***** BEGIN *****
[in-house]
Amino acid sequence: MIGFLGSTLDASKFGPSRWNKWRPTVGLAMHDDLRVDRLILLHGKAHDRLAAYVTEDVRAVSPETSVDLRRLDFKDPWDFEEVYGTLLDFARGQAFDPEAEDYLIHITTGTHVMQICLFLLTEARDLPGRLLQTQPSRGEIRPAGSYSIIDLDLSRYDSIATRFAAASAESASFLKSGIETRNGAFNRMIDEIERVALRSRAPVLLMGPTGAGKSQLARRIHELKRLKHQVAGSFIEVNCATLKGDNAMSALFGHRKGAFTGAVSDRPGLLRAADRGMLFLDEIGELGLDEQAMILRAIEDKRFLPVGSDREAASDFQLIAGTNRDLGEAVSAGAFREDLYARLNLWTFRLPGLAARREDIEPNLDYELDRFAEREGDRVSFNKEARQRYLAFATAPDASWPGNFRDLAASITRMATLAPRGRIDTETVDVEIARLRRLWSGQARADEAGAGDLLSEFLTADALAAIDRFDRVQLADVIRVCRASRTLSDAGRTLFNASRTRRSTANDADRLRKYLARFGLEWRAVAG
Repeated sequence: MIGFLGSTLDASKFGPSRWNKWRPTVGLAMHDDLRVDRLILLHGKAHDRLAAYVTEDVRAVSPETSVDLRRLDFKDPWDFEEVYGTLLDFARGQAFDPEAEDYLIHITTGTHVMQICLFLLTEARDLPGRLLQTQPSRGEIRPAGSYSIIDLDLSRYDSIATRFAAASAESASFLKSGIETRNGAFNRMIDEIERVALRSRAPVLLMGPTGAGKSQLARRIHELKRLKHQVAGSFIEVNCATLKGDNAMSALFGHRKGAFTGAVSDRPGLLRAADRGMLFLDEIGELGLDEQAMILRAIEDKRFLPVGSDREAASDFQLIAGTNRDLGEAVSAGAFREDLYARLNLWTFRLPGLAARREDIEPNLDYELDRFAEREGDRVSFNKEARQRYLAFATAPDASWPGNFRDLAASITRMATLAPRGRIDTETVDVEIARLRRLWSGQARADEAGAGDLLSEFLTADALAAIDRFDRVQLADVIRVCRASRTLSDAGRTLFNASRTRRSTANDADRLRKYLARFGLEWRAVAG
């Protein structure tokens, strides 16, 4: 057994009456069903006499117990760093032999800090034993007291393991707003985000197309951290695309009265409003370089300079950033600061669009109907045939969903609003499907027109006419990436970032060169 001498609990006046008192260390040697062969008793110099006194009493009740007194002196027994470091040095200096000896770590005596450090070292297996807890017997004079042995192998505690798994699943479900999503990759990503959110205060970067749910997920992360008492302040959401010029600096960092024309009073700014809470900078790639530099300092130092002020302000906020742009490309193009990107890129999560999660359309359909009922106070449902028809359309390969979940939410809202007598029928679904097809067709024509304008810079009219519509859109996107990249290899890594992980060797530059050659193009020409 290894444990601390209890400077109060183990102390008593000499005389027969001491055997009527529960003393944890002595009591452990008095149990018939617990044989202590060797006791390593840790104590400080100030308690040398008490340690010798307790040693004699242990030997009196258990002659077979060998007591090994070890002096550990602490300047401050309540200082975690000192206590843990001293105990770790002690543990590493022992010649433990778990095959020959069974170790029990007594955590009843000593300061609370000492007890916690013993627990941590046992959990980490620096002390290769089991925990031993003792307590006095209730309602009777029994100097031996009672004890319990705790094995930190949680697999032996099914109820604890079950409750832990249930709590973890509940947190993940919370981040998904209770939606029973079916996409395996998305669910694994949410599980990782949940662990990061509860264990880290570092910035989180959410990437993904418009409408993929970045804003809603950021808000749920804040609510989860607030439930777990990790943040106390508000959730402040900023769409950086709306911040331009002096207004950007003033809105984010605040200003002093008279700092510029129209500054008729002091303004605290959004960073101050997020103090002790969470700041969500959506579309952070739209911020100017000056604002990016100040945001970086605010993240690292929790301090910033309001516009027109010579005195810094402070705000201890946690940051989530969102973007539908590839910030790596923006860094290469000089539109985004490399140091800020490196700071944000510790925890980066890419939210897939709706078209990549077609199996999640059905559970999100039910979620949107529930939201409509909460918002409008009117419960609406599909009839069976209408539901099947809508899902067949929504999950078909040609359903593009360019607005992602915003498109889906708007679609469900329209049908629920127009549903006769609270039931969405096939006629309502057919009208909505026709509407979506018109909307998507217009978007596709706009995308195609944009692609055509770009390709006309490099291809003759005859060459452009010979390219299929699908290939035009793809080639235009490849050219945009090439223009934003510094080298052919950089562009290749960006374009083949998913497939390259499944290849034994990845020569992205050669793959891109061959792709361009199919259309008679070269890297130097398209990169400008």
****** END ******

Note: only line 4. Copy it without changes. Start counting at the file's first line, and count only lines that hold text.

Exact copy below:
């Protein structure tokens, strides 16, 4: 057994009456069903006499117990760093032999800090034993007291393991707003985000197309951290695309009265409003370089300079950033600061669009109907045939969903609003499907027109006419990436970032060169 001498609990006046008192260390040697062969008793110099006194009493009740007194002196027994470091040095200096000896770590005596450090070292297996807890017997004079042995192998505690798994699943479900999503990759990503959110205060970067749910997920992360008492302040959401010029600096960092024309009073700014809470900078790639530099300092130092002020302000906020742009490309193009990107890129999560999660359309359909009922106070449902028809359309390969979940939410809202007598029928679904097809067709024509304008810079009219519509859109996107990249290899890594992980060797530059050659193009020409 290894444990601390209890400077109060183990102390008593000499005389027969001491055997009527529960003393944890002595009591452990008095149990018939617990044989202590060797006791390593840790104590400080100030308690040398008490340690010798307790040693004699242990030997009196258990002659077979060998007591090994070890002096550990602490300047401050309540200082975690000192206590843990001293105990770790002690543990590493022992010649433990778990095959020959069974170790029990007594955590009843000593300061609370000492007890916690013993627990941590046992959990980490620096002390290769089991925990031993003792307590006095209730309602009777029994100097031996009672004890319990705790094995930190949680697999032996099914109820604890079950409750832990249930709590973890509940947190993940919370981040998904209770939606029973079916996409395996998305669910694994949410599980990782949940662990990061509860264990880290570092910035989180959410990437993904418009409408993929970045804003809603950021808000749920804040609510989860607030439930777990990790943040106390508000959730402040900023769409950086709306911040331009002096207004950007003033809105984010605040200003002093008279700092510029129209500054008729002091303004605290959004960073101050997020103090002790969470700041969500959506579309952070739209911020100017000056604002990016100040945001970086605010993240690292929790301090910033309001516009027109010579005195810094402070705000201890946690940051989530969102973007539908590839910030790596923006860094290469000089539109985004490399140091800020490196700071944000510790925890980066890419939210897939709706078209990549077609199996999640059905559970999100039910979620949107529930939201409509909460918002409008009117419960609406599909009839069976209408539901099947809508899902067949929504999950078909040609359903593009360019607005992602915003498109889906708007679609469900329209049908629920127009549903006769609270039931969405096939006629309502057919009208909505026709509407979506018109909307998507217009978007596709706009995308195609944009692609055509770009390709006309490099291809003759005859060459452009010979390219299929699908290939035009793809080639235009490849050219945009090439223009934003510094080298052919950089562009290749960006374009083949998913497939390259499944290849034994990845020569992205050669793959891109061959792709361009199919259309008679070269890297130097398209990169400008």